The Insurgent spring drive to the sea culminated with the capture of Vinaroz on 15 April thus splitting the Government territory in two sections. The insurgent tried in vain to capture Tortosa, key city on the eastern bank of the Ebro. Franco then decided upon a swift drive with Valencia as the objective, which would not only give him control of the important city, but would, at the same time cut off Madrid lifeline and thus the old capital, isolated and starved, would be forced to surrender.

The Insurgent plan for the drive south of the Teruel – Albocácer line, was based upon the converging movement of two Army Corps to pinch out the salient. On the left the Army Corps of Galicia (General Aranda) moved down the Mediterranean coast toward Castellón and Sagunto. On the right of the Teruel – Albocácer line the Army Corps of Castilla (General Varela) moved along the axis of the Teruel – Sagunto highway. Forming the liaison between the wings the Insurgent Army were various divisions, among them the First of Navarra under García Valino.

The terrain is very mountainous, with very few roads available, a region difficult to traverse even in peace time. The Government forces prepared strong defensives positions taking advantage of the strong terrain.

The drive to Valencia was bitterly contested but the Insurgent were rewarded on June 13 with the capture of Castellón, a seaport of considerable value only 35 miles from Valencia. The Government forces are still offering resistance along the Mijares River.

In the north the Franco’s troops bombarded the Loyalist Lost Division out of its entrenched positions along the French frontier and over 5,000 officers and men fled into France.

Source: Military News Around the World. Military Literature Review. Sep 1938.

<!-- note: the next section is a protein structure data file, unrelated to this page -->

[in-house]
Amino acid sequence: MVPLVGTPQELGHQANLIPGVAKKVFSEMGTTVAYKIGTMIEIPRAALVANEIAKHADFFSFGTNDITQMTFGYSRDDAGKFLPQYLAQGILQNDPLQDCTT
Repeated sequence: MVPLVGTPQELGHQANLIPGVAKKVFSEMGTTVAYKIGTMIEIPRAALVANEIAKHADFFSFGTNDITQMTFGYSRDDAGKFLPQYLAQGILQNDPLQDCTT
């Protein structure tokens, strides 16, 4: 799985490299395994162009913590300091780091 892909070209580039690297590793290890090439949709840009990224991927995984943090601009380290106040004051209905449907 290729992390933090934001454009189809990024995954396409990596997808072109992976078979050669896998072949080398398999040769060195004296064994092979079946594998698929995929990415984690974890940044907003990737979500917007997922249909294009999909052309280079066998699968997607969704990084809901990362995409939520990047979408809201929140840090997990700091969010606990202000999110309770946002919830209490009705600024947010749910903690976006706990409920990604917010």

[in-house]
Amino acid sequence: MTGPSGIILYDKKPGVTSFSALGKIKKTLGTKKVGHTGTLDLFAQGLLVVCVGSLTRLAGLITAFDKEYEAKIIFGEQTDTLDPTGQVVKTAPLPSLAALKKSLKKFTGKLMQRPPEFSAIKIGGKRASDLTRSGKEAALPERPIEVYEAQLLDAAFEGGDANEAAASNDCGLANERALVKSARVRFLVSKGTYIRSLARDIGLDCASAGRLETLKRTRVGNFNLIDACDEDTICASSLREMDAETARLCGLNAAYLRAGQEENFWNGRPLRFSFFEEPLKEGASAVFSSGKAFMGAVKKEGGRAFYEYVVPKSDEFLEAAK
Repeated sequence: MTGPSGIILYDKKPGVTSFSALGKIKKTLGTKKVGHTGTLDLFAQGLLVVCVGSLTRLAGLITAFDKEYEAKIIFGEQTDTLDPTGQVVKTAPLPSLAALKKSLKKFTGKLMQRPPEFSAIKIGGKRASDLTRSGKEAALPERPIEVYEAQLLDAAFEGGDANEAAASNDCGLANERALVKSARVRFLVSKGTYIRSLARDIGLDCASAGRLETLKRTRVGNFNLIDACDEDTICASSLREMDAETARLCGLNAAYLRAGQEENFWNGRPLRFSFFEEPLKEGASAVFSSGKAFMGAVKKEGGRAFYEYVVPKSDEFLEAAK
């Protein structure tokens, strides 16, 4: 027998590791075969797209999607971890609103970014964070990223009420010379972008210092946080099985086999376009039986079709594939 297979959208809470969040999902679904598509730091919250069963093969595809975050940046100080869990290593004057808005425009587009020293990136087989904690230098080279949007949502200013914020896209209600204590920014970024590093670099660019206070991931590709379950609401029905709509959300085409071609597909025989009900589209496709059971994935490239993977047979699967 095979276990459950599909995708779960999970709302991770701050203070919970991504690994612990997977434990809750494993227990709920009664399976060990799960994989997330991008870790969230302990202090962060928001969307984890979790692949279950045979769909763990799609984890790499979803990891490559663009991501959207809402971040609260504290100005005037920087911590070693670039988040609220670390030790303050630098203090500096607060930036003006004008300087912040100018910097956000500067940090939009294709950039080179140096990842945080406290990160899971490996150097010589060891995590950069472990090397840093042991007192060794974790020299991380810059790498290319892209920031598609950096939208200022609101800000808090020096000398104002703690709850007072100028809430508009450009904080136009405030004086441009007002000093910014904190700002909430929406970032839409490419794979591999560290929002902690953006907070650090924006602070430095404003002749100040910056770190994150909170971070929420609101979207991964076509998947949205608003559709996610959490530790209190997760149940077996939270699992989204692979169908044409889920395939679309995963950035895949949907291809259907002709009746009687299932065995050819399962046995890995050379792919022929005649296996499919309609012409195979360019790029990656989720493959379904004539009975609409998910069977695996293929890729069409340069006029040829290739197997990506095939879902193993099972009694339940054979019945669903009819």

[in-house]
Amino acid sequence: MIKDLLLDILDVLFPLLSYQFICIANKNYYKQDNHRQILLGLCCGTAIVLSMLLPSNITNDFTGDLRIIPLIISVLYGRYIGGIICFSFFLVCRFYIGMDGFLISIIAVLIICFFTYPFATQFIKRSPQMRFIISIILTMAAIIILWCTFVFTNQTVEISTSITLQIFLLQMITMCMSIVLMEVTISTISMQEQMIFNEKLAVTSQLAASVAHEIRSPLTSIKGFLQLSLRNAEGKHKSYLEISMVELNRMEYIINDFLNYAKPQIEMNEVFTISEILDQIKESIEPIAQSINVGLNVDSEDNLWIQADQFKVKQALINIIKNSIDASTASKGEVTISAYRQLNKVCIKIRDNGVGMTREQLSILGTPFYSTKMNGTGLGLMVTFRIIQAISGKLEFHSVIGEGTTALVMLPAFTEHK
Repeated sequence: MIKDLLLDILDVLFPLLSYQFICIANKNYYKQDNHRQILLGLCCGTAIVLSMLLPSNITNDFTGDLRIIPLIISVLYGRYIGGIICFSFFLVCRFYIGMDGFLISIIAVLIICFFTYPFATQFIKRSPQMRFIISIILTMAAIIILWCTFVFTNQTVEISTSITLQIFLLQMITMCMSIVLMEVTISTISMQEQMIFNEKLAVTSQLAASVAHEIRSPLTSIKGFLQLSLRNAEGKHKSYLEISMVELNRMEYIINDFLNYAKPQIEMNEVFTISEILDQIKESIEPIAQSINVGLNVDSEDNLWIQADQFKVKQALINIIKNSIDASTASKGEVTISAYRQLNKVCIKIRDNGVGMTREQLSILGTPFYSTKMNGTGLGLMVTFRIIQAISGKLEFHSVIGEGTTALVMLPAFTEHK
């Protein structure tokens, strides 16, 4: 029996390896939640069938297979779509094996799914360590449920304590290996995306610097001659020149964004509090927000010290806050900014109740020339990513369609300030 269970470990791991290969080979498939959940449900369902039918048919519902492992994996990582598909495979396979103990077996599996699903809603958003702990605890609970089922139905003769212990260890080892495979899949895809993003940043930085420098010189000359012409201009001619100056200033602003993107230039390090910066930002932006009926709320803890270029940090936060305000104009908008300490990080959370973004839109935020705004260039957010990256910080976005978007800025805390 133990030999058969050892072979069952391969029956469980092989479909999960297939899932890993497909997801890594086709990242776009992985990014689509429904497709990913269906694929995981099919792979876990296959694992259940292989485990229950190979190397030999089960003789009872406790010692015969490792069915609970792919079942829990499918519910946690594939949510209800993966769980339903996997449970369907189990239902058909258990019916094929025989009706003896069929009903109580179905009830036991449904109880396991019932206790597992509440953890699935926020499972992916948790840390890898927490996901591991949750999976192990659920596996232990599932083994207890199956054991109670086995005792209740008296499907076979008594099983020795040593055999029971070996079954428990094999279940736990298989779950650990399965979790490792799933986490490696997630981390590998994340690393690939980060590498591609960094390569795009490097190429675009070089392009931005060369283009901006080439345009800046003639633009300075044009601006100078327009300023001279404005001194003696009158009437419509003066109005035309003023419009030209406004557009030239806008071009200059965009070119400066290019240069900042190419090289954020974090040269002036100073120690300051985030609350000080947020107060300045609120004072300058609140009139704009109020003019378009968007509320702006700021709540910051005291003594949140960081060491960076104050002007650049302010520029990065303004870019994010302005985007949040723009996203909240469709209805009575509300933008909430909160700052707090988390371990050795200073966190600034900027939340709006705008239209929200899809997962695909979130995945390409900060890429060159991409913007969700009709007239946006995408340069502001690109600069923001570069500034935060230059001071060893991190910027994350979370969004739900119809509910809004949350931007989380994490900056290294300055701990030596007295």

Karl Ries & Hans Ring. Legion Condor. 1936-39. Eine Illustrierte Dokumentation.

Cheers. Raúl M 8-).
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durb
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Re: Little notes about the SCW.

Postby durb » 25 Jan 2015 21:04

The defence of XYZ line and effectively stopping the Nationalist advance toward Valencia is considered one of the rare Republican military successes of SCW. I do not know if the wiki (=Beevor) is right, but it states that the battles at the XYZ line caused to Nationalists casualties of 20 000 men whereas Republicans lost only 5000. http://en.wikipedia.org/wiki/XYZ_Line

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Re: Little notes about the SCW.

Postby tigre » 28 Jan 2015 16:35

Hello to all :D; more follows.................

The offensive on Gandesa.

Resuming a drive on a front long dormant in the Southwest, the Insurgent forces captured Blasquez and the fertile region surrounding it, (Figure 3) Then suddenly the Government forces, who had been yielding the stubbornly held ground on the south salient of the Insurgent Salient, hurled an unexpected thrust into the North flank of that salient. The Government advance swept forward a dozen miles, and reached the strategic city of Gandesa (Figure 3) taken by the Insurgents last spring after some of the bloodiest fighting of the war. The Government forces, however, were shortly after thrown back from the gates of Gandesa. The Government offensive has relieved Insurgent pressure in the south, temporarily at least, and seems to indicate that the Government forces are still capable of stubborn and effective resistance, that their morale is still high, and that the Insurgents are not likely to win the war before next spring.

Source: Military News Around the World. Military Literature Review. Sep 1938.
Karl Ries & Hans Ring. Legion Condor. 1936-39. Eine Illustrierte Dokumentation.

Cheers. Raúl M 8-).
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Re: Little notes about the SCW.

Postby tigre » 20 Mar 2015 15:39

Hello to all :D; more follows.................

The conquest of Catalonia.

After fighting in the Ebro salient last July, the national troops were completely reequipped and reorganized, creating the National Army of Catalonia composed of seven corps as follows:

(1) Catalonia Corps, General Badia commanding (Reserve).
(2) Urgel Corps, General Muñoz Grande commanding.
(3) Maestrago Corps, General Garcia Valino commanding.
(4) Aragon Corps, General Moscardo commanding.
(5) Legionnaire Corps, composed of Italian Littorio Division (binary) and three mixed divisions of Italians and Spaniards, General Gastone Gambara commanding.
(6) Navarra Corps, General Solchaga commanding.
(7) Moroccan Corps, General Yague commanding.